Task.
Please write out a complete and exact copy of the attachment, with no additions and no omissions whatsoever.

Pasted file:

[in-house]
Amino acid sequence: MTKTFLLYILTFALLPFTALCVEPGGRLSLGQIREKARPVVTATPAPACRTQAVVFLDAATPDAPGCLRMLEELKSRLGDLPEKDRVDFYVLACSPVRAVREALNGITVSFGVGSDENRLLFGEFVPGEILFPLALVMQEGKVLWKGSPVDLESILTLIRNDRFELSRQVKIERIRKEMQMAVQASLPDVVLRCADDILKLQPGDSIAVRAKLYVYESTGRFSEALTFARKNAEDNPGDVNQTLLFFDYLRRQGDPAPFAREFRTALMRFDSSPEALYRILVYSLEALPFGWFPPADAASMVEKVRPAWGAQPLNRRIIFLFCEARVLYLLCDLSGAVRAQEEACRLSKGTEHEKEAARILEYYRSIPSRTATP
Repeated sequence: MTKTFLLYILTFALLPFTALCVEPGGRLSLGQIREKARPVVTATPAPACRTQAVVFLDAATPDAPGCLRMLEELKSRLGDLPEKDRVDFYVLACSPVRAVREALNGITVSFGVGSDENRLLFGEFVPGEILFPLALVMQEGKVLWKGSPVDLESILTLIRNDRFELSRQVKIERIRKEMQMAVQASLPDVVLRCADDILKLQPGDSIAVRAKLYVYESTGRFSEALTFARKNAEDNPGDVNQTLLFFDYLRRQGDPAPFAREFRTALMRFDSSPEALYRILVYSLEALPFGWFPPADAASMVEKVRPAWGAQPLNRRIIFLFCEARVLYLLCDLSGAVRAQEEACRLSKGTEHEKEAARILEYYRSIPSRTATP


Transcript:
[in-house]
Amino acid sequence: MTKTFLLYILTFALLPFTALCVEPGGRLSLGQIREKARPVVTATPAPACRTQAVVFLDAATPDAPGCLRMLEELKSRLGDLPEKDRVDFYVLACSPVRAVREALNGITVSFGVGSDENRLLFGEFVPGEILFPLALVMQEGKVLWKGSPVDLESILTLIRNDRFELSRQVKIERIRKEMQMAVQASLPDVVLRCADDILKLQPGDSIAVRAKLYVYESTGRFSEALTFARKNAEDNPGDVNQTLLFFDYLRRQGDPAPFAREFRTALMRFDSSPEALYRILVYSLEALPFGWFPPADAASMVEKVRPAWGAQPLNRRIIFLFCEARVLYLLCDLSGAVRAQEEACRLSKGTEHEKEAARILEYYRSIPSRTATP
Repeated sequence: MTKTFLLYILTFALLPFTALCVEPGGRLSLGQIREKARPVVTATPAPACRTQAVVFLDAATPDAPGCLRMLEELKSRLGDLPEKDRVDFYVLACSPVRAVREALNGITVSFGVGSDENRLLFGEFVPGEILFPLALVMQEGKVLWKGSPVDLESILTLIRNDRFELSRQVKIERIRKEMQMAVQASLPDVVLRCADDILKLQPGDSIAVRAKLYVYESTGRFSEALTFARKNAEDNPGDVNQTLLFFDYLRRQGDPAPFAREFRTALMRFDSSPEALYRILVYSLEALPFGWFPPADAASMVEKVRPAWGAQPLNRRIIFLFCEARVLYLLCDLSGAVRAQEEACRLSKGTEHEKEAARILEYYRSIPSRTATP